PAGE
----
Remember, my Auntie Mary was the owner and sole caretaker of the building. This was her livelihood for sheltering and raising her daughter Sharon. She was not only to be a landlord, a mother, and an aunt but an angel of sorts to my brother and me. She was the glistening gem/rock of the building--strong, sensible, genuine, authentic, positive, Bible-reading, sweet, quiet, meek, calm, and always smiling. She never raised her voice--it wasn't in her to do so. And Auntie Mary had the largest apartment, Apartment 5, which allowed me to have my own room next to my cousin Sharon when I reached middle school. Where would I be today without my Auntie Mary?
My cousin Sharon kept us all entertained. She was full of energy, intelligence, creativity, curiousness, uniqueness, outlandishness, the unforgettable, the extraordinary, and quite the challenge for my Auntie Mary. As a child, I remembered Sharon's puppet shows, costume parties with skits, and treasure hunts with string leading each attendee to their own treasure!!! It looked like a roomful of laser lights only made of string. Sharon met Gene Autry, country singer and actor, on her own because she sought him out after a stage performance. She wrote Queen Elizabeth of England on her coronation day in the 50's, and so Sharon's life continued with adventures, sometimes including me, unwilling as I might be! Sharon was the opposite of me, but let me know there was more out there than what was in my small world.
My family had one of the smallest apartments, Apartment 8, with 3 rooms--kitchen, living room, one bedroom, and the tiniest bathroom you could ever find! If you stood in the middle of the bathroom, you could touch the sink, toilet, and tub without moving!!!! Yes, 4 people lived here day in and day out. I slept in a crib until I was 5 and then slept with my mom in the bedroom, and my brother slept with my dad on the pull out couch in the living room. I didn't think much of it because that was the way it was.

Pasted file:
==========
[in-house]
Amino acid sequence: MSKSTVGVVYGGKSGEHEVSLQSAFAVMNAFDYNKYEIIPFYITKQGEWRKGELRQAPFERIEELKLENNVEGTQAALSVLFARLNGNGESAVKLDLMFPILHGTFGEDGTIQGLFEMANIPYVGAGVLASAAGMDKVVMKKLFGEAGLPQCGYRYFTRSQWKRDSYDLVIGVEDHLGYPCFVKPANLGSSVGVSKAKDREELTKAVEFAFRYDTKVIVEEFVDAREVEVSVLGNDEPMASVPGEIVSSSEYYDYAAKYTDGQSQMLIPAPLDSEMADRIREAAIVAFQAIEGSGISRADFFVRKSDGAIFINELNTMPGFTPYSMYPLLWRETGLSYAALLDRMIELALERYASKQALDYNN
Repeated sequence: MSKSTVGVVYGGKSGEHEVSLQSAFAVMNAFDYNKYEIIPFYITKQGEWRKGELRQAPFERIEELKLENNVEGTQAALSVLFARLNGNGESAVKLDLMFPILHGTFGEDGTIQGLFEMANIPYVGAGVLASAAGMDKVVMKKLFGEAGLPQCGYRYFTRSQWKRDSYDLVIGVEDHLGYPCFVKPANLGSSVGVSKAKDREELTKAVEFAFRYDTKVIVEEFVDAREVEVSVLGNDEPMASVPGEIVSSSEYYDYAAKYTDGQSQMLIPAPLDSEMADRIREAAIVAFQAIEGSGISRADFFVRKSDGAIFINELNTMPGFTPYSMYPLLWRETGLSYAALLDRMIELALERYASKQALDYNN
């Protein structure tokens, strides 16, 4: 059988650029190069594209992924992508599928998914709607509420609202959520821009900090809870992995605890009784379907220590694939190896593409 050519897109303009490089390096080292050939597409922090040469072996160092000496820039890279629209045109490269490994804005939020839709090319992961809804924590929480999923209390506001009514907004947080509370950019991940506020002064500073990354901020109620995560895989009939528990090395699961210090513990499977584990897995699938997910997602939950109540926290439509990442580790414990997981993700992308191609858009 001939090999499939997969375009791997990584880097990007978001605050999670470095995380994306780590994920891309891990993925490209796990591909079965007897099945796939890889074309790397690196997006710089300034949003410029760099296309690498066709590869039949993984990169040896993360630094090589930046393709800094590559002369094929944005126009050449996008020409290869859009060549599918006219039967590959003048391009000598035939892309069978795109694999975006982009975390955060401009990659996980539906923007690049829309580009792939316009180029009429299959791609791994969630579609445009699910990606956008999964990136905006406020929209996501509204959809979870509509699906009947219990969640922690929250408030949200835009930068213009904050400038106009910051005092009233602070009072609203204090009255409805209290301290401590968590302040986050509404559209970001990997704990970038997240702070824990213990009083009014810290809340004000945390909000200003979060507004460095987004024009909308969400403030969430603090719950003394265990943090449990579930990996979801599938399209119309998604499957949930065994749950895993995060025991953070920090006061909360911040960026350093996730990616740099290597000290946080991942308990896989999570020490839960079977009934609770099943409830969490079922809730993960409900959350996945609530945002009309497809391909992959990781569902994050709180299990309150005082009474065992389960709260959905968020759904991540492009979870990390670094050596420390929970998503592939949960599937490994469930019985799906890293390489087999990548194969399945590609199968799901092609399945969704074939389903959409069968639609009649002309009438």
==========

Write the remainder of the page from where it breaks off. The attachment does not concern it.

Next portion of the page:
My dad was a mill worker until he got cancer, and the mill would not allow him to work there anymore--a liability, I guess. This did happen in those days. He was on disability the rest of his life, never having the desire to do anything else. He sat all day mostly in the living room, playing with his coins in his pocket. I don't think he ever recovered from losing his job, and there was no counseling services at that time either. My mom worked retail at W.T. Grants Co. in downtown Gary and then later as a clerk at the Lake County Library. My dad was home every day but not really "there." My mom was gone a lot with work, friends, and the like. My two-year-older brother Richard was a playmate when I was younger and then became involved with his own boyhood friends. Sadly, we never really connected until we were both in our fifties, and that was cut short upon his death at age 57.
In Apartment 2 in the basement, my Russian maternal Grandma Mary or "Baba" as we called her, lived with her son, my uncle, Walter. Baba knew best and was the best cook ever. She never knew how to write or read except for her name to become a citizen of the United States of America. Uncle Walter was known for his love of chess, cheese, apples, Coca Cola, fruit pie-making, and listening to the singer Dean Martin!!! I could really hold a conversation with him about anything. This apartment was a refuge for me--smelling/eating the hot soups, learning chess, and talking with someone about life and what was good for me.
Can't forget the basement and the coal room and furnace that heated the boilers to bring heat to all ten apartments. My aunt shoveled the coal most days until my brother got older to help out and me on a occasion. Coal was delivered through a small hole on the east side of the building. Then the shoveling of the coal began--into the metal bucket, open the fiery furnace with its latched handle, throw the coal in, and watch and feel the burning fire! Besides the coal bin and furnace and the weekly wash in the old agitating washers, the basement hosted roller skating and Halloween scares.
Many more people existed in the memories of my apartment home, but not as strongly as the people I've mentioned by name. These were the apartments and people in the building that raised me.